Which is Better? Aluminum or Steel Solar Mounting?

Which is Better? Aluminum or Steel Solar Mounting?

Mounting structures are very important for any solar product. The benefits are encapsulated in its performance and service life. In general, brackets sold in the solar market can be divided into two material types: steel and aluminum.

But which is better?

Before we start comparing, it’s best to remind ourselves that PV panel structures are used outdoors. They are exposed to long-term wind and sun exposure, corrosion, and weakening of the material. The following points can help you further in understanding the difference between the two mounting structure materials.

  • Aluminum is weaker than industry-grade steel. If you’re managing a solar project in windy or shaky areas, then steel brackets can secure panels. On the other hand, aluminum is the best in commercial sites that aren’t exposed to extreme conditions.
  • Looking at the anti-corrosion capacity of the two, aluminum and steel have almost equal protection. It’s crucial to explore this because of its effect on PV power station service life. While bracket appearance is conspicuous, the concern is more on its strength and durability. Steel PV panel structures are hot-dip galvanized, with 20 years of service life. Yet, it requires regular maintenance. The anodized aluminum structure has dense oxide films and better anti-corrosion performance, making it a better choice than steel brackets.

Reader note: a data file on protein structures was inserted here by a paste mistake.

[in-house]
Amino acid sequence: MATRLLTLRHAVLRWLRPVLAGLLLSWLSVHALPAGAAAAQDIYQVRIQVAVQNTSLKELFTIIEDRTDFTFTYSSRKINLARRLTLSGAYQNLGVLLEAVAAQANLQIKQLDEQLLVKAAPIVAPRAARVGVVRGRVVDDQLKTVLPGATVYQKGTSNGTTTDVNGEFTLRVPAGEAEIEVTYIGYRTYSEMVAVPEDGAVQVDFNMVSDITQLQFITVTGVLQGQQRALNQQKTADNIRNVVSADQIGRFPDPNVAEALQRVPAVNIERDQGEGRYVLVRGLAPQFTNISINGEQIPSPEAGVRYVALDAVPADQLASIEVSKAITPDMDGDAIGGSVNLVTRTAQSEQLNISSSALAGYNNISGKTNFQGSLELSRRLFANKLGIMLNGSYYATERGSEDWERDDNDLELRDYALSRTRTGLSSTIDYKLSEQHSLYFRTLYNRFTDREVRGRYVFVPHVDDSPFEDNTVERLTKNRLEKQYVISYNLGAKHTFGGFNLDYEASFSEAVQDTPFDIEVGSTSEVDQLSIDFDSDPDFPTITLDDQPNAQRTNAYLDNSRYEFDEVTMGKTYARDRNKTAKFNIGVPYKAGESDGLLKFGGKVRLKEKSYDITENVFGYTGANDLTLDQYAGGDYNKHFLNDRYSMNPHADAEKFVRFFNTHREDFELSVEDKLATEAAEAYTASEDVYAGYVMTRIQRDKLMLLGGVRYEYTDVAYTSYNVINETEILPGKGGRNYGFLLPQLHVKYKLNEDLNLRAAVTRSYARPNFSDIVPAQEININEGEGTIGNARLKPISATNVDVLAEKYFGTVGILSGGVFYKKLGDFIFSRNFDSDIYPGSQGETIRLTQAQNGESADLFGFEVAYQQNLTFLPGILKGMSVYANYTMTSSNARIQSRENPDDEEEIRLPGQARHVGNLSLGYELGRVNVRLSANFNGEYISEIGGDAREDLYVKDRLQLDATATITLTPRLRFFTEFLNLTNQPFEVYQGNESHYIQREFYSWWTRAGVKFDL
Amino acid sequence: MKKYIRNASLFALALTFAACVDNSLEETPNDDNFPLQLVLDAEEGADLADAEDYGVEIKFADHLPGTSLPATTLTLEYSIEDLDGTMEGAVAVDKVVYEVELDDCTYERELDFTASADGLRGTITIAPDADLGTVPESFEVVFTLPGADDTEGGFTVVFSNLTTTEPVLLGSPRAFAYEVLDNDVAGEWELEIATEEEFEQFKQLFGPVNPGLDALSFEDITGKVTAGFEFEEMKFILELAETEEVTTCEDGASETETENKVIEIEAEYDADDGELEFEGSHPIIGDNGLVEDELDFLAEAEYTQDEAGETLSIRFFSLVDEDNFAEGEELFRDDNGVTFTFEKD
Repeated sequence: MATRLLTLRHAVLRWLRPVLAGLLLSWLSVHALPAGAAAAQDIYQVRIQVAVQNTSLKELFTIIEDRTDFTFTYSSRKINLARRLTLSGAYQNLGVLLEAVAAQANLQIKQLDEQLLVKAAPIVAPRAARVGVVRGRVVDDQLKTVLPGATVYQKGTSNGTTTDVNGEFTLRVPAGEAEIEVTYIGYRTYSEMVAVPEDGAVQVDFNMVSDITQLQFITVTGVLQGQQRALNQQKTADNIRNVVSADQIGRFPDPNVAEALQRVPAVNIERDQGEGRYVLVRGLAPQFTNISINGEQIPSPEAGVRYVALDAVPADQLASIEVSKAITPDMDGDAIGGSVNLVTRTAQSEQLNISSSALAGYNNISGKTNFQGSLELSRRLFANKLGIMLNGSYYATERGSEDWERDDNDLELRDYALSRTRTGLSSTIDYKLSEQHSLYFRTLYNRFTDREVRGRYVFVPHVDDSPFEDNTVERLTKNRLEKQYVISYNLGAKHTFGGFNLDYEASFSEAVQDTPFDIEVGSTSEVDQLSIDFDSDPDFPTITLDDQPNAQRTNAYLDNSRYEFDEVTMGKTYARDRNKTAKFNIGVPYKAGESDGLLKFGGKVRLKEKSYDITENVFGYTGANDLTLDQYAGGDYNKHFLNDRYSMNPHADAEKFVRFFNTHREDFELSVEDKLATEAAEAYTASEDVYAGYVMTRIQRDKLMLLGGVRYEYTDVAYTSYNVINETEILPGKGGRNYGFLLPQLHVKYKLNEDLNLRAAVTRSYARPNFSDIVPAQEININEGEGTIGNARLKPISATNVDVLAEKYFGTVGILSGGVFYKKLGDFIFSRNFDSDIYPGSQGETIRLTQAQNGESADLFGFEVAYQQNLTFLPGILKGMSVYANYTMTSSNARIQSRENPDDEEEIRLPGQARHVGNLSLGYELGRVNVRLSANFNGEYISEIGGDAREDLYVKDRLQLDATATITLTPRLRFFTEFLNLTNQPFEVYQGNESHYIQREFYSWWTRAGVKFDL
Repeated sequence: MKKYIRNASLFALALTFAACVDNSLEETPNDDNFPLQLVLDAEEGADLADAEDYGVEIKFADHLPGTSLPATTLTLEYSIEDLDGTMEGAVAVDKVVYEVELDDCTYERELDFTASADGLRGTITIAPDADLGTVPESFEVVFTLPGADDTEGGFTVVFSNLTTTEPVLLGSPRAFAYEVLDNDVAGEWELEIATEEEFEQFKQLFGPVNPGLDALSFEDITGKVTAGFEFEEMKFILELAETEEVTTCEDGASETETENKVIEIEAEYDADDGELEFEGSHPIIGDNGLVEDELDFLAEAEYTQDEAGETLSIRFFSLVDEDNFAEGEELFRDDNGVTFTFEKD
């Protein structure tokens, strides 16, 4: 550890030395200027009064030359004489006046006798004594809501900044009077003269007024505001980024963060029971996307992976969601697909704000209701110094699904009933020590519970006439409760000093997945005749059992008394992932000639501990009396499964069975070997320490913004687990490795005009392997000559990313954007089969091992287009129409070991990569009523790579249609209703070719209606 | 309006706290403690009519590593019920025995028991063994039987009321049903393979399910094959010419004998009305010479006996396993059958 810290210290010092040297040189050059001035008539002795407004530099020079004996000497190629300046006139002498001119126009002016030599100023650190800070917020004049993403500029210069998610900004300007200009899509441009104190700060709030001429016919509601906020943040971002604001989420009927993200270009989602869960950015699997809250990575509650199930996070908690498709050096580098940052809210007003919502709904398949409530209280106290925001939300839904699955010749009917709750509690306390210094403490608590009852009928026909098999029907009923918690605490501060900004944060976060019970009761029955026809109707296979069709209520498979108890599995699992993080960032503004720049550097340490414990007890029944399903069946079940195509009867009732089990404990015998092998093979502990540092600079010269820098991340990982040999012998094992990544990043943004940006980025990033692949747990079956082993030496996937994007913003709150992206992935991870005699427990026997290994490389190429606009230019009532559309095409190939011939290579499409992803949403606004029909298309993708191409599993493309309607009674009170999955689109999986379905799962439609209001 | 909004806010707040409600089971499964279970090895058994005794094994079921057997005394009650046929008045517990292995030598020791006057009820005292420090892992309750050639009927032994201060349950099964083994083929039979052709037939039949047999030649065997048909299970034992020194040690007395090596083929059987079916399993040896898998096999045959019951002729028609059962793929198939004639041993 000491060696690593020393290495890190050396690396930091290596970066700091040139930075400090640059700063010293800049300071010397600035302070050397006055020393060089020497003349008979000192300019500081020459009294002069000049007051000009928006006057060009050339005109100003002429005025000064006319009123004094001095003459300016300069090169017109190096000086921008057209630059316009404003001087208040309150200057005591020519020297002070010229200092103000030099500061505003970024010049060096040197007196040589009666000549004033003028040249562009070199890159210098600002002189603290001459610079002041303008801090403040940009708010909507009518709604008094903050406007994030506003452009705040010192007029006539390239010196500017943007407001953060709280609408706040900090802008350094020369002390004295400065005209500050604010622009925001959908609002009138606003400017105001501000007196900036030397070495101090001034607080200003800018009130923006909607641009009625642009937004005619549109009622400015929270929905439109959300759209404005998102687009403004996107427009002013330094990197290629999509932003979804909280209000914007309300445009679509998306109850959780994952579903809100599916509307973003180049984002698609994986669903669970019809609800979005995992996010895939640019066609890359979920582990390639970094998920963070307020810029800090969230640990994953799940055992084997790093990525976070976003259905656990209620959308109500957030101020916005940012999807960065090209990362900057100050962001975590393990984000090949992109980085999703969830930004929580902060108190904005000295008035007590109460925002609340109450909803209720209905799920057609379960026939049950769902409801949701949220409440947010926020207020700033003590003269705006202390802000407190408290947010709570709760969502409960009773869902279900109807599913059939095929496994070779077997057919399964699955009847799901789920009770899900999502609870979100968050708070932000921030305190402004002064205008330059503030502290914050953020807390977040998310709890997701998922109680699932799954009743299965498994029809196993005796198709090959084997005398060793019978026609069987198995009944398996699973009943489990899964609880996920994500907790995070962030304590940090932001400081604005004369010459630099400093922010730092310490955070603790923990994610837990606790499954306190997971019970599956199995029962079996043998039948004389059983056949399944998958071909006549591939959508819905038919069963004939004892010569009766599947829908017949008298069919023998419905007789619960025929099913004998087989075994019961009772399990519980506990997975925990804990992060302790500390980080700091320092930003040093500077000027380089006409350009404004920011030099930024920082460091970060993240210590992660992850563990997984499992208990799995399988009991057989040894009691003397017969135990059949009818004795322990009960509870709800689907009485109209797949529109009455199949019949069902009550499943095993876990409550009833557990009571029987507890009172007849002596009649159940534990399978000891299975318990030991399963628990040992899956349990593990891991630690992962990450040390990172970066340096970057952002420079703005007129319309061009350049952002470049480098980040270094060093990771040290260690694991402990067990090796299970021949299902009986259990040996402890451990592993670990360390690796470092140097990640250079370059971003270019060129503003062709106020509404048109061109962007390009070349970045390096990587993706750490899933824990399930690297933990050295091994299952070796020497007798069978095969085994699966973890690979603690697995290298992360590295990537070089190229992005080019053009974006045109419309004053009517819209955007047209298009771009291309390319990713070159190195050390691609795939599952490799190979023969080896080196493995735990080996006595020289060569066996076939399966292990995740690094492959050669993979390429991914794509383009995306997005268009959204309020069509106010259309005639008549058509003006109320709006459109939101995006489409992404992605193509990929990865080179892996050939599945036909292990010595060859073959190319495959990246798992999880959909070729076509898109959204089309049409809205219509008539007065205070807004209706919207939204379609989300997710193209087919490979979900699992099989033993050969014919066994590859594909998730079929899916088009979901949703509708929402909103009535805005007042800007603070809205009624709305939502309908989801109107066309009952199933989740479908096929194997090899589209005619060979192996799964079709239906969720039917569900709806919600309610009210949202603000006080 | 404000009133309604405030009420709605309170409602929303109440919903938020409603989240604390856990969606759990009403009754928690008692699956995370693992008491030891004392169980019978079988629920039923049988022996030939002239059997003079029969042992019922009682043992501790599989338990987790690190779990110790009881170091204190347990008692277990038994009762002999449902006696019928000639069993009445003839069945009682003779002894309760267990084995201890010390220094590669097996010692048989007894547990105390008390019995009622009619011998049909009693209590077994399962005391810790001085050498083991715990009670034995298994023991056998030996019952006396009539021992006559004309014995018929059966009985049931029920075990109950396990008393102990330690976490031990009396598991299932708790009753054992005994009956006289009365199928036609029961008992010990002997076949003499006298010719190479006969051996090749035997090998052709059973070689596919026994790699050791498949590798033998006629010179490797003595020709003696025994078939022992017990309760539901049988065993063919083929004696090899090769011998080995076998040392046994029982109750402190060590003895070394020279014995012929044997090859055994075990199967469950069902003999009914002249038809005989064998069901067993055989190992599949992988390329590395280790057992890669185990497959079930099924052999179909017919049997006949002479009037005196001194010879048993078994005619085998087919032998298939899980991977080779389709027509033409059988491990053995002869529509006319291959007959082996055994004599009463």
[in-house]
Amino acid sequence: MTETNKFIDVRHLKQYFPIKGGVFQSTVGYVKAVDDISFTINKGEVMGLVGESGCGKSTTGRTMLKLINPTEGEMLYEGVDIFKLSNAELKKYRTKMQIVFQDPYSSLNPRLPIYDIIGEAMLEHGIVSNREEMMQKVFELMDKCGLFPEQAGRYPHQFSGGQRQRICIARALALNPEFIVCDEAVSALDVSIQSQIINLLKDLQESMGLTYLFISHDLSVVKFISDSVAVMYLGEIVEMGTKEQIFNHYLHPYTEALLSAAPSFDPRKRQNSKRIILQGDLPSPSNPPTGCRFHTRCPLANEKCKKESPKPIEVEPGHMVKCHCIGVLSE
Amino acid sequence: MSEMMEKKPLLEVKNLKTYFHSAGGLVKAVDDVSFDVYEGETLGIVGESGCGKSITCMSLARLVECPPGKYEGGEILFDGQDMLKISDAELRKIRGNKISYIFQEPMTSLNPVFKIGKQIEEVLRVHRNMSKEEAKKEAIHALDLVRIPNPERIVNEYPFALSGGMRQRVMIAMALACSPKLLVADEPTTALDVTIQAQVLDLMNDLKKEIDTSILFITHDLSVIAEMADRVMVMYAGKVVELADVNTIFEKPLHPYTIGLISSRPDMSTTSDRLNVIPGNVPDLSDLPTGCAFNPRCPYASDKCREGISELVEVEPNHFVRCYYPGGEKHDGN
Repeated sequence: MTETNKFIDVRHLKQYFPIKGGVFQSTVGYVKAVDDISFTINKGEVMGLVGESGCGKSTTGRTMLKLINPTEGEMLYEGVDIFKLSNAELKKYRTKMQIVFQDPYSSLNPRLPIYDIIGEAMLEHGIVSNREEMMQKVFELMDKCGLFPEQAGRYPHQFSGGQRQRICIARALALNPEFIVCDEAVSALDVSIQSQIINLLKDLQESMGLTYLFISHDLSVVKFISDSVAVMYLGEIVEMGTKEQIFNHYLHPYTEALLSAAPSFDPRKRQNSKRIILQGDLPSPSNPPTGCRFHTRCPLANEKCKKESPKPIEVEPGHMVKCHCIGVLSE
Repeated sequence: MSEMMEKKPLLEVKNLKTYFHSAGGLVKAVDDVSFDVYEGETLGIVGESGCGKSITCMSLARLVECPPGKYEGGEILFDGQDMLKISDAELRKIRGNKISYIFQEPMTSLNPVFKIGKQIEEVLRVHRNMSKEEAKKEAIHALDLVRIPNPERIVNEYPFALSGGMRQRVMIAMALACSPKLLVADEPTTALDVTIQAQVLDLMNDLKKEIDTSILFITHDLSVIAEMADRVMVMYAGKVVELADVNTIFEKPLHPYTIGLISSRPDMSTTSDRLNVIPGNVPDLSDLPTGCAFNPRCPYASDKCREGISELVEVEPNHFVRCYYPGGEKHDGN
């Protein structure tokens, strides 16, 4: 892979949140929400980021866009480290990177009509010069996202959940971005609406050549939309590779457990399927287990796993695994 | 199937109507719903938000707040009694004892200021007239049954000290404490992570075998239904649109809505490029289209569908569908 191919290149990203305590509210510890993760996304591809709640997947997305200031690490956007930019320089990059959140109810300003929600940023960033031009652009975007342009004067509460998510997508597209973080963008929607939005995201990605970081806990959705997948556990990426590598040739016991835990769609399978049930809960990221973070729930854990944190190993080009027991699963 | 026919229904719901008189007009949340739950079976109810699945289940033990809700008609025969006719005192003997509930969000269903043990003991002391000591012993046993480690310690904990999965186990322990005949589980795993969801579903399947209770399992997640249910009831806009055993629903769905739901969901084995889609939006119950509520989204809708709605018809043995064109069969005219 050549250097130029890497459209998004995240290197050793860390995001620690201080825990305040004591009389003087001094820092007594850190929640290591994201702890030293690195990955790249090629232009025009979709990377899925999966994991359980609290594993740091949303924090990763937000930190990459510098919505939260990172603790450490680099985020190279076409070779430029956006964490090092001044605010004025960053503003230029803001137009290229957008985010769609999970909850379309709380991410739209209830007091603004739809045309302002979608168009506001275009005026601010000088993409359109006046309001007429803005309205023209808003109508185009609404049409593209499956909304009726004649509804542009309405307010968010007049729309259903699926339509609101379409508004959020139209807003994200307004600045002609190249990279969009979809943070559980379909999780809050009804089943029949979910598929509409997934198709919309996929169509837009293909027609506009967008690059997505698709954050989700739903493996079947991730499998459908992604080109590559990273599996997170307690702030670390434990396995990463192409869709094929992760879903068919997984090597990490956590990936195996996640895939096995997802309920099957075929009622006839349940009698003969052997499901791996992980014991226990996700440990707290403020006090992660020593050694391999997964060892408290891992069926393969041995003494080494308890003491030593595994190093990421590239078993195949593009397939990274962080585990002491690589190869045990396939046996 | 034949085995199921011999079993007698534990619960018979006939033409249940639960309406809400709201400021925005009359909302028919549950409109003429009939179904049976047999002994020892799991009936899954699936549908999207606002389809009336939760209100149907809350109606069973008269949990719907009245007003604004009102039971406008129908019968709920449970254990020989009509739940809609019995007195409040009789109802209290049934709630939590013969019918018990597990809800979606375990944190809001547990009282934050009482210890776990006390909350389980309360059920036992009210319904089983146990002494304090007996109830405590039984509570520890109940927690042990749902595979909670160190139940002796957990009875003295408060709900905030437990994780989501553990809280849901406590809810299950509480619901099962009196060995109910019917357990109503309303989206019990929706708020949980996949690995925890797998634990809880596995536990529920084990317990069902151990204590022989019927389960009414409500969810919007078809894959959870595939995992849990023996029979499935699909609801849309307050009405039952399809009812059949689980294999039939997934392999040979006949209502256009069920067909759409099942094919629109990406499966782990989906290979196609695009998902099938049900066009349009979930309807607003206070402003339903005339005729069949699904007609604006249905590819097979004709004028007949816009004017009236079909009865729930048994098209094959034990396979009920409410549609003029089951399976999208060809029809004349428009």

• Cost-wise, aluminum is more expensive than steel. Knowing the solar mounting environment helps solar project managers decide on the material to use. For a heavy-duty solar mounting, industry-grade steel could do more financial advantage than aluminum. Yet, it doesn’t mean steel would be a better mount in other instances. Due to the processing technology, aluminum brackets can satisfy the strength close to steel solar mounting.

If you closely examine these points, you’ll figure out the most critical factor to consider when choosing a better solar mounting structure – the local installation environment. Both are best in functionality, but steel would do better than aluminum solar mounting systems for a more extreme weather condition.

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